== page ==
Five reasons to go and see Tim Hecker
The electronica artist is appearing at church venues in Edinburgh and Glasgow in May
1 Celebrate the death of rave
At least according to Hecker’s new album: the wonderfully-titled Ravedeath 1972, a lush assembly of droning, dream-like electronic soundscapes which builds upon the work he’s been creating for the last two decades, both under his own name and as Jetone. It was one of the best albums of last year according to The Wire, Uncut, The Quietus and many others.
2 It will be a religious experience
Promoters ‘from a stolen sea’ have booked Hecker into a pair of churches for his Scottish dates, which is fitting for a man whose work was once described as ‘cathedral electronic music’. Or who once jokingly described his own style to the blog Headphone Commute as ‘fake church music, neo metal drone, satanic pagan sacrificial rights music . . .’
3 He’s Canadian
This, in itself, is a badge of quality. Originally from Vancouver but now based in Montreal, he’s a friend and ex-tourmate of Godspeed You! Black Emperor. Expect similarly mountainous noise from his live show.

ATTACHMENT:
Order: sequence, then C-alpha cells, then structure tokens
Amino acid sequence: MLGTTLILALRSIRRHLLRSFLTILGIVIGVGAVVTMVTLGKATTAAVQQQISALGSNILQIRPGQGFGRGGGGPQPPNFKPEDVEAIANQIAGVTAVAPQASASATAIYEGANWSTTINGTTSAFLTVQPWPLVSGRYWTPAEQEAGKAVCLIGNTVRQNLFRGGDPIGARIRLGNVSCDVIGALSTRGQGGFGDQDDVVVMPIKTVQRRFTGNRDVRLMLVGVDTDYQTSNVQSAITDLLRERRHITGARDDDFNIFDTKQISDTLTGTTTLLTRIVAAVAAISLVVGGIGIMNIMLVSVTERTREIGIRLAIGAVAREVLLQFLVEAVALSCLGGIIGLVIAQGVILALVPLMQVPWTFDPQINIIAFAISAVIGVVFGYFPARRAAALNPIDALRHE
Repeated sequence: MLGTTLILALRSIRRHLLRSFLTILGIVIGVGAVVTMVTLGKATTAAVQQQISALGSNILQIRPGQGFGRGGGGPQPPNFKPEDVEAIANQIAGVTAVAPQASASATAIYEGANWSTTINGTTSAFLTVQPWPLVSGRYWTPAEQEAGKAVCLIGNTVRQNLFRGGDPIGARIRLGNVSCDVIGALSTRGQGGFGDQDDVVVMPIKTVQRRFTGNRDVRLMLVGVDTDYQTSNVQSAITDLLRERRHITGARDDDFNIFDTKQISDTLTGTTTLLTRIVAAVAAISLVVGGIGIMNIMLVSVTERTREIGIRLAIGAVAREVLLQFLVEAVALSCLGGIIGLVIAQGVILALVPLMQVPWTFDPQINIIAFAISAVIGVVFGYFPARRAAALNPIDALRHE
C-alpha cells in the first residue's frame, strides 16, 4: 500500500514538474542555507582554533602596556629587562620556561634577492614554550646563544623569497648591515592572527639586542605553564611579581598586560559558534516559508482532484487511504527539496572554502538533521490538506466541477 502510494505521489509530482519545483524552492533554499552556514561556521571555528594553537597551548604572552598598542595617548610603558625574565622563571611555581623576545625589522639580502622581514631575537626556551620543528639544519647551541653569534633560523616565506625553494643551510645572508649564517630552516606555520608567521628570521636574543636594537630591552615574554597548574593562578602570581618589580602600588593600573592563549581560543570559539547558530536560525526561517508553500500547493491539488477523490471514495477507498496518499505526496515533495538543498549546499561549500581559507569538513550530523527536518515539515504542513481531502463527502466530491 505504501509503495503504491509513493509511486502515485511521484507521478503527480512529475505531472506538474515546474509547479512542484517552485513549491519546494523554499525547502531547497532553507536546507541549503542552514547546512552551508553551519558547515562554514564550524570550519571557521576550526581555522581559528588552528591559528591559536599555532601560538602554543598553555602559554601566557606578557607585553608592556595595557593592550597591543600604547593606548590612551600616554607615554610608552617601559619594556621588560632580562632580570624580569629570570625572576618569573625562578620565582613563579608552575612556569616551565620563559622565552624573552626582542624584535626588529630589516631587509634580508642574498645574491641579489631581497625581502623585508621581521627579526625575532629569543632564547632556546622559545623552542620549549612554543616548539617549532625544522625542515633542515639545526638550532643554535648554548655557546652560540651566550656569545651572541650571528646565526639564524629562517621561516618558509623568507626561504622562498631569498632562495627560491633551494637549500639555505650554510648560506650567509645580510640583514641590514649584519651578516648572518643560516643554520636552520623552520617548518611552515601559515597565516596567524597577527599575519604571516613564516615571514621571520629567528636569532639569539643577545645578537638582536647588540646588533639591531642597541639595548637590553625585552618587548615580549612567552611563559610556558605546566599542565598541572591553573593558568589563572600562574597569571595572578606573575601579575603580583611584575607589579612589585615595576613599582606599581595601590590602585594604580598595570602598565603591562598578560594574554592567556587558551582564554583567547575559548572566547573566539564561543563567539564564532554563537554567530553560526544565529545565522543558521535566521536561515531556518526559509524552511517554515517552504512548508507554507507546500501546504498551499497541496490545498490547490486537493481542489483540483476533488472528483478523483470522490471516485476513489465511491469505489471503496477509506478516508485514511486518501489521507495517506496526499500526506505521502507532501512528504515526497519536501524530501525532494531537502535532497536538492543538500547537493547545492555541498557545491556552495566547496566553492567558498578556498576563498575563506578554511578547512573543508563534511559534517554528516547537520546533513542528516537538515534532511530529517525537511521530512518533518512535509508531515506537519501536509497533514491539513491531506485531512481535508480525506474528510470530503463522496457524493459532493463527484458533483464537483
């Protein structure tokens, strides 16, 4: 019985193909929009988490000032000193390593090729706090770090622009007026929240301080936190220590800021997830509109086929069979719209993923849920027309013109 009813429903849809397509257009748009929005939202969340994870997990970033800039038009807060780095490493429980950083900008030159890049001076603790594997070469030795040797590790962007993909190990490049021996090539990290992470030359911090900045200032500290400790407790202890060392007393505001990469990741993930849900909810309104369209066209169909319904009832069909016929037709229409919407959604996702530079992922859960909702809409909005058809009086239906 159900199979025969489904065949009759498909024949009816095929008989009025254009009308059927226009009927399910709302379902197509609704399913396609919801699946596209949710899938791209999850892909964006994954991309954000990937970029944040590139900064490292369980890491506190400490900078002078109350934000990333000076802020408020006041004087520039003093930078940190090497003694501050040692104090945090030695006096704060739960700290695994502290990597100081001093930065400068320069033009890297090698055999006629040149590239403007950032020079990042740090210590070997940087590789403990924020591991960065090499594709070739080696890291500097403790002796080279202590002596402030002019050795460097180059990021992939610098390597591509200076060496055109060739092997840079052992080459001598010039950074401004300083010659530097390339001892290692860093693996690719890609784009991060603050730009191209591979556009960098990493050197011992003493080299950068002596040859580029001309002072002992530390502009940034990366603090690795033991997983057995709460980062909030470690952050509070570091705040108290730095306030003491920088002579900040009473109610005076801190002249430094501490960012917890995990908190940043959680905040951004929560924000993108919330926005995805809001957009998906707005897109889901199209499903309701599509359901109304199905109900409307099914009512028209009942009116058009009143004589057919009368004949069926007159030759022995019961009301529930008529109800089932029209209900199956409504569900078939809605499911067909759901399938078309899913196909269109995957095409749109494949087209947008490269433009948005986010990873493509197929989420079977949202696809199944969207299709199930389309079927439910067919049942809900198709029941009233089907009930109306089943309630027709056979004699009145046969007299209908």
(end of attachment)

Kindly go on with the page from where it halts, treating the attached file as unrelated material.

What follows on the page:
4 About that live show …
He told the above blog it’s an exercise in pushing the envelope to ‘the threshold of sometimes pain and sometimes pleasure’, in relation to the structured form of an album. It’s not his preferred medium in comparison to studio recording, but we might hope for aural fireworks nonetheless.
5 This is thinking person’s techno
Read any interview with Hecker and you’ll find he approaches his work with a diligent, formal sense of clarity (he’s scored dance performances and art installations, as well as recording for Kranky, Alien8 and Fat Cat). But, as he once told the site Cyclic Defrost, ‘I really have problems with an interpretive narrative’ – it’s as much about the unconscious, in other words.
Pilrig St Paul’s, Edinburgh, Sat 19 May (support from Wounded Knee and Matthew Collings); St Andrew’s in the Square, Glasgow, Sun 20 May.